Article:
One reason that Facebook and social media contribute to our unhappiness is through social comparison. We tend to determine our personal self-worth based on how we compare to others around us. Unfortunately, this way of thinking only serves to strengthen our innate insecurities.
Scientists found Facebook usage can put women in a more negative mood where they make more appearance comparisons, giving them a greater desire to change their faces, hair and skin. This ties into the social comparison theory that centers on the belief that there is a drive within individuals to gain accurate self-evaluations.
The social comparison theory was initially proposed by social psychologist Leon Festinger in 1954. Festinger believed that we engage in this comparison process as a way of establishing a benchmark by which we can make evaluations of ourselves. The more you compare yourself to others, especially via social media, the more negative headspace you create for yourself.
Disconnecting from technology, especially from social media, allows us to reconnect with the people around us. Feeling socially connected is a basic need that improves both physical health and psychological well being, as well as reduces feelings of anxiety and depression. As human beings, social connectedness is crucial to our health and survival.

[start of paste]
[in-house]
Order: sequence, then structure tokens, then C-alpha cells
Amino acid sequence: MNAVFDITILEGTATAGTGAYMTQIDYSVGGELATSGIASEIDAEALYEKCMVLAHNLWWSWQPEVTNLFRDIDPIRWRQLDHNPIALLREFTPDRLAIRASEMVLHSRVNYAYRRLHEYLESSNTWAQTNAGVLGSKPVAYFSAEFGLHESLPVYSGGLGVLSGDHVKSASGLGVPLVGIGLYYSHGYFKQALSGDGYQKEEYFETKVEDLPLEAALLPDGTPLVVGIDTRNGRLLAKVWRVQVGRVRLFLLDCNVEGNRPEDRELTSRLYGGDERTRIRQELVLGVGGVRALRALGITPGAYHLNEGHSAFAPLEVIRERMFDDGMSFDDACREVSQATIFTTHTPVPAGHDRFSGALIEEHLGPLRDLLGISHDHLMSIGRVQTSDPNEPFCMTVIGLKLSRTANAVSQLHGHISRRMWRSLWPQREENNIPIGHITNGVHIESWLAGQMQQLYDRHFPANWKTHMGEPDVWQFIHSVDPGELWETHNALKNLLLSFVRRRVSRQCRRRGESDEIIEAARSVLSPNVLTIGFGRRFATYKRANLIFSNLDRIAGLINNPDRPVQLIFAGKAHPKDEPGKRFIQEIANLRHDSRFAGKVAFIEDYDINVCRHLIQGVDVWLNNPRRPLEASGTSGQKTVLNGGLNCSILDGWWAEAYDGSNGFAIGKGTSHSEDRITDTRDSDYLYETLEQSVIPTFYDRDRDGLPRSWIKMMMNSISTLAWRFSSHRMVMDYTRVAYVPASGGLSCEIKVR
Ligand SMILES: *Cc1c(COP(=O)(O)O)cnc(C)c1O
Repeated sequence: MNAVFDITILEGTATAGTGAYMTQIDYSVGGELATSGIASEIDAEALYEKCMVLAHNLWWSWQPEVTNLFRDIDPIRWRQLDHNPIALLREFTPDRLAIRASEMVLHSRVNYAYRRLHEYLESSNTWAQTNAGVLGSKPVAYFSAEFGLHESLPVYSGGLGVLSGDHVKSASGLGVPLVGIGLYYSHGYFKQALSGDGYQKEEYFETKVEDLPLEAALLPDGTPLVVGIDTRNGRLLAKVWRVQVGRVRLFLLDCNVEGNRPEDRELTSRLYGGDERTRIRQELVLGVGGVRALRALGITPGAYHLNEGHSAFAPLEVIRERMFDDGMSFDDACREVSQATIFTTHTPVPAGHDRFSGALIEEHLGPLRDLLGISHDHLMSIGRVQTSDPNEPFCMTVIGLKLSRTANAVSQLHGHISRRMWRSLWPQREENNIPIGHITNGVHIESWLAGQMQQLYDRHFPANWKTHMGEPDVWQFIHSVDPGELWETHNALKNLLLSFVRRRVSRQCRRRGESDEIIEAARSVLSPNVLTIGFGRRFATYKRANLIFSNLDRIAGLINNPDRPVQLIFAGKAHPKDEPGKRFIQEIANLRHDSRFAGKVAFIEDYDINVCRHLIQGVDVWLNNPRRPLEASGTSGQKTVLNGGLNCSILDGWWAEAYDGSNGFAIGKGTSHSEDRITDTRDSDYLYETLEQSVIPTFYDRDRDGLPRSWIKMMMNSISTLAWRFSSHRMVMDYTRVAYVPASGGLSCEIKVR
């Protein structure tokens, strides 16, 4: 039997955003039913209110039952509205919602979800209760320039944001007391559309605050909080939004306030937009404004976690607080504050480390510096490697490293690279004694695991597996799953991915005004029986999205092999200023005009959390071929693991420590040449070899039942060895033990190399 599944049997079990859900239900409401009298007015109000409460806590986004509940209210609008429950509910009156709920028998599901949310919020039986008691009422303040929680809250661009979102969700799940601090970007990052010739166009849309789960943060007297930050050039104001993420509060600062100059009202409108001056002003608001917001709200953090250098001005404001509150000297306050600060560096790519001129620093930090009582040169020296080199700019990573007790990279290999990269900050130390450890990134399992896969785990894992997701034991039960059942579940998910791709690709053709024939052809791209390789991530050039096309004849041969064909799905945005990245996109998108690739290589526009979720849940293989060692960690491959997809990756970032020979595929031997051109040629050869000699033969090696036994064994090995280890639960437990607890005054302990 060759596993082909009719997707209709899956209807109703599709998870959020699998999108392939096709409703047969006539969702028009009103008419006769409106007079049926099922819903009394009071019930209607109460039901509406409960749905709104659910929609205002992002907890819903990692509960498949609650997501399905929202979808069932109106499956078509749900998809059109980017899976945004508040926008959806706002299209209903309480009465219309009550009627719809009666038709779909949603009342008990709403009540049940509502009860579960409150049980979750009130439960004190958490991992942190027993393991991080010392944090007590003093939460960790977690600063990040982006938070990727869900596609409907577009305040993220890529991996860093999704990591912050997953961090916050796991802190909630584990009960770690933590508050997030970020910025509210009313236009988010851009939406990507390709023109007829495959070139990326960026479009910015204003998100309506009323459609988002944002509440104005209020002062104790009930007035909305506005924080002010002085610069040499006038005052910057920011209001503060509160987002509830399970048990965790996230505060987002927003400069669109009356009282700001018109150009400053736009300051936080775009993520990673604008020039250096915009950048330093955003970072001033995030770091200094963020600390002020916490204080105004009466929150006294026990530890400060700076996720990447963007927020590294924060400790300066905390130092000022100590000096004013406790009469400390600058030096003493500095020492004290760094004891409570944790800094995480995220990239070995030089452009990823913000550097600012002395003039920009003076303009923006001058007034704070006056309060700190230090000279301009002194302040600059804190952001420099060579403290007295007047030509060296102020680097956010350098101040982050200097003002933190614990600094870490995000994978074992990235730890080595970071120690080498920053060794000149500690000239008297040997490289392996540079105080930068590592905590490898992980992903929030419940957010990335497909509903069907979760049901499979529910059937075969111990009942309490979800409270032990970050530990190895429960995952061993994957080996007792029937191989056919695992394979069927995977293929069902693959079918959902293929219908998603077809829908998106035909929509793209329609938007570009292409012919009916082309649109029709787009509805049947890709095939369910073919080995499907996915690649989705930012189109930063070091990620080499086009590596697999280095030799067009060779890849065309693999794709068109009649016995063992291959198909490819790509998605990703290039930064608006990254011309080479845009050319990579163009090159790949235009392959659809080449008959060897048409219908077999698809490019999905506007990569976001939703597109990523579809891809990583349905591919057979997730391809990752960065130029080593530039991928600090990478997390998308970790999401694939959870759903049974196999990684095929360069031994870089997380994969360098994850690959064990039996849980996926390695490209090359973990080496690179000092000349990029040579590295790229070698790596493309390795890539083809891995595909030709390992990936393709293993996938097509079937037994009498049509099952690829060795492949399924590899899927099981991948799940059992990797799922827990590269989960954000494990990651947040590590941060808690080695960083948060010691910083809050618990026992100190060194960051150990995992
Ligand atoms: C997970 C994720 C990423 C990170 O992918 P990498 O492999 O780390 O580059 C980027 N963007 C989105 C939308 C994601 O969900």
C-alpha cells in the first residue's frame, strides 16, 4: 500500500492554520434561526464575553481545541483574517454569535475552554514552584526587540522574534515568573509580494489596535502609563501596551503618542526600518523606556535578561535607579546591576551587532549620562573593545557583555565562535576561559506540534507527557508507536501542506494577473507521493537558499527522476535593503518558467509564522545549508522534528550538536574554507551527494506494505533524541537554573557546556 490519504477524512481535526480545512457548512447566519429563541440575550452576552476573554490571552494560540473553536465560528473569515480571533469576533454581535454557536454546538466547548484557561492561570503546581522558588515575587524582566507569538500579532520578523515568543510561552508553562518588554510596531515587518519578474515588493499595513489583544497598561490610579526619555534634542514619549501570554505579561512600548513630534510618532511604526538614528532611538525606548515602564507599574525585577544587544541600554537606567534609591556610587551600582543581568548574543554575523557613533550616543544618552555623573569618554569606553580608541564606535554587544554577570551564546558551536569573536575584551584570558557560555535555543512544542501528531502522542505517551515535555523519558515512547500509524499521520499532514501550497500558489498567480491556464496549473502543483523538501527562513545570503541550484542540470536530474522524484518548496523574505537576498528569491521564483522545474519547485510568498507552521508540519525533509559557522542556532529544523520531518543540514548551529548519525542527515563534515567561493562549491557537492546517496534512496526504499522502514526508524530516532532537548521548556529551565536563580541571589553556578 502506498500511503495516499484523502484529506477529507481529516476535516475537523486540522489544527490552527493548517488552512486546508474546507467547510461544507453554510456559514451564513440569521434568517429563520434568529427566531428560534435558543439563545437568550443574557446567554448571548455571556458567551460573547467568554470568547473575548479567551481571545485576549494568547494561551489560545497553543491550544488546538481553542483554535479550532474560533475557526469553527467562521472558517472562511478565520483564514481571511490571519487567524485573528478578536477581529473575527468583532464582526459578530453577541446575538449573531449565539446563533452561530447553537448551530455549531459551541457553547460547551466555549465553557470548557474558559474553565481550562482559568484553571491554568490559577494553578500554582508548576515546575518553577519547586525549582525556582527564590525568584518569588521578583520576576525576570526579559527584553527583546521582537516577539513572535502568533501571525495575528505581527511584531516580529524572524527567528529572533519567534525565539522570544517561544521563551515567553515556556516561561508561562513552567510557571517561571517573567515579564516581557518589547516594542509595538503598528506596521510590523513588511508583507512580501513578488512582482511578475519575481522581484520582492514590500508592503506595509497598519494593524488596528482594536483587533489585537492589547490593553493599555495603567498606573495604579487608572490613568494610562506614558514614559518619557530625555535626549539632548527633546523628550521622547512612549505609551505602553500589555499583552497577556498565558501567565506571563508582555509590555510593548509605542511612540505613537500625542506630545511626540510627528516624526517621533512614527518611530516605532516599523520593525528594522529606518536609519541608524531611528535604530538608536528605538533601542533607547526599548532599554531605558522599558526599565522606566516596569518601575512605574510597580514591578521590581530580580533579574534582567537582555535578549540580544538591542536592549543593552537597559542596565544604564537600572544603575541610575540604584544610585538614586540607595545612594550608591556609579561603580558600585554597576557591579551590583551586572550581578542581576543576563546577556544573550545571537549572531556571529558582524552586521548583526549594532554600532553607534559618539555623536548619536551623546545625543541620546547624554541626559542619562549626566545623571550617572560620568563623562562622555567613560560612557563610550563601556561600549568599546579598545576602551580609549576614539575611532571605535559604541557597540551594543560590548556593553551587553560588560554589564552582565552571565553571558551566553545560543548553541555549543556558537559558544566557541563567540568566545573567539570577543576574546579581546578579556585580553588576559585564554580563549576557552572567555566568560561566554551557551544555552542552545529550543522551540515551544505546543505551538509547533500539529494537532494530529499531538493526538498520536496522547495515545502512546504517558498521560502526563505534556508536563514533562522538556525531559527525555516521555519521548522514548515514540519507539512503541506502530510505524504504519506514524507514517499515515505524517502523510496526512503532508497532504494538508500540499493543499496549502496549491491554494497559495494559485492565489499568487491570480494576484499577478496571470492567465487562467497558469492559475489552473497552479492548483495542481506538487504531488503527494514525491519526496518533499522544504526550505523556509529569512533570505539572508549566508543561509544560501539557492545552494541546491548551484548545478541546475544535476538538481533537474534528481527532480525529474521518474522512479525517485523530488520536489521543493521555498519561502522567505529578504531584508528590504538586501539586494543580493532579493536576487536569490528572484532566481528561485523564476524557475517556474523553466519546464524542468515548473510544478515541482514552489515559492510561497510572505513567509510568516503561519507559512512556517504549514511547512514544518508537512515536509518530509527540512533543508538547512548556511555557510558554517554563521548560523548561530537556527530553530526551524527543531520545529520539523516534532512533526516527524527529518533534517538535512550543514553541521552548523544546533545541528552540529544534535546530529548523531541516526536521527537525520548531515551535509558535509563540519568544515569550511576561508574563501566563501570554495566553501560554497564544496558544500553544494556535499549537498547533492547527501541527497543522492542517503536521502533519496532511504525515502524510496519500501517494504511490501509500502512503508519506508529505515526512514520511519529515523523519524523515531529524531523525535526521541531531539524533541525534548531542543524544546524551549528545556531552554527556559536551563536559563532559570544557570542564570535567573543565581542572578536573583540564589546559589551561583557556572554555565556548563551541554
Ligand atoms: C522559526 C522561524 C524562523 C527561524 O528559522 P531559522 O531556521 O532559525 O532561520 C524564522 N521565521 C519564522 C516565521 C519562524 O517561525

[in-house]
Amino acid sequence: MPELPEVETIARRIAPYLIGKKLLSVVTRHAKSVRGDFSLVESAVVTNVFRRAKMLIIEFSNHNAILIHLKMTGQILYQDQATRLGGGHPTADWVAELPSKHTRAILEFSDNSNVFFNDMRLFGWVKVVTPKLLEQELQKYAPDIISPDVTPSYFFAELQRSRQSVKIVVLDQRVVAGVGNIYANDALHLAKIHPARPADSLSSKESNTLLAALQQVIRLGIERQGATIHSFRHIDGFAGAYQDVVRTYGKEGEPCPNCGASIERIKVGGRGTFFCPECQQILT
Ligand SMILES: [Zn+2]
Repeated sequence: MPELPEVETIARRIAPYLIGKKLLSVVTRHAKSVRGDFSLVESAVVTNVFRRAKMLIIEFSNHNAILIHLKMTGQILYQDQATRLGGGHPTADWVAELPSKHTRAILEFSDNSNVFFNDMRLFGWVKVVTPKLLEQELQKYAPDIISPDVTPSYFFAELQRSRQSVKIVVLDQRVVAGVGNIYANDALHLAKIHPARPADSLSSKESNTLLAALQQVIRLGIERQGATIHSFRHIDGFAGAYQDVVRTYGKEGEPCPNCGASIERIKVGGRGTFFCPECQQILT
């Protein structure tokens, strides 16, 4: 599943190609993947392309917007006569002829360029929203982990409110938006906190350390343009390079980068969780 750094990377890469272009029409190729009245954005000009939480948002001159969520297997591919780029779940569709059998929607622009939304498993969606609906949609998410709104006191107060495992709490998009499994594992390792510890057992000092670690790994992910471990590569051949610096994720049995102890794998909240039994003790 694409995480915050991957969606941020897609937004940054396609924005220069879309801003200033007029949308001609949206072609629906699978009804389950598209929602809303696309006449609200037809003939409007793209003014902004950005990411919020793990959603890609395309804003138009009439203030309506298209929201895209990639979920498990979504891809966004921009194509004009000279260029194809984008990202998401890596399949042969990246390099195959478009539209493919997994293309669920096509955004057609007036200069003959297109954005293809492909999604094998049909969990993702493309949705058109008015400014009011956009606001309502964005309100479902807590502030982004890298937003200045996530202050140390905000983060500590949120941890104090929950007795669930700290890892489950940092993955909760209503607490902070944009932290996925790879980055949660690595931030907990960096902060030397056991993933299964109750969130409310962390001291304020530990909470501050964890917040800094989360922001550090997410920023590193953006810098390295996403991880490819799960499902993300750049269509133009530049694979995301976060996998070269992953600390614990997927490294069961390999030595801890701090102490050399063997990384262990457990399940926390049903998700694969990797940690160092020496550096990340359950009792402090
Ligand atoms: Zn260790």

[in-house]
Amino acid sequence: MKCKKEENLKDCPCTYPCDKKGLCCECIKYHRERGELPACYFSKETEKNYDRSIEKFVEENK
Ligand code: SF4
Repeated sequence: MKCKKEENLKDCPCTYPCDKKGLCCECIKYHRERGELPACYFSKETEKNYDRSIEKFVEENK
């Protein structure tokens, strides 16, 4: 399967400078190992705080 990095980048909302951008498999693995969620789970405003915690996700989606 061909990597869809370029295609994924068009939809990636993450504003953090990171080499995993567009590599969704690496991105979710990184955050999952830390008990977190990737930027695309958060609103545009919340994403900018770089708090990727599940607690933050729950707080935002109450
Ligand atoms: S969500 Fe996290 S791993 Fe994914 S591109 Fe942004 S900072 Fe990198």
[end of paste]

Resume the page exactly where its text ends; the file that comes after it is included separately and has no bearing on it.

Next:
Brene Brown, Professor at the University of Houston Graduate College of Social Work, once said in an interview, “A deep sense of love and belonging is an irresistible need of all people. We are biologically, cognitively, physically, and spiritually wired to love, to be loved, and to belong. When those needs are not met, we don’t function as we were meant to. We break. We fall apart. We numb. We ache. We hurt others. We get sick.” Creating and nurturing close relationships with others is one of our most fundamental human needs.
Studies have even suggested that stress due to conflict in relationships leads to inflammation levels in the body.
Look at your current relationships, could they be better? Are you putting in the time and effort needed in order to strengthen them? Or are you taking your relationships for granted? Don’t make the mistake of unwittingly allowing important relationships to dissolve right before your eyes. Families break up as a direct result of neglect. Just as new plants need to be watered and fed regularly, your relationships must be nurtured with adequate love and care in order to flourish.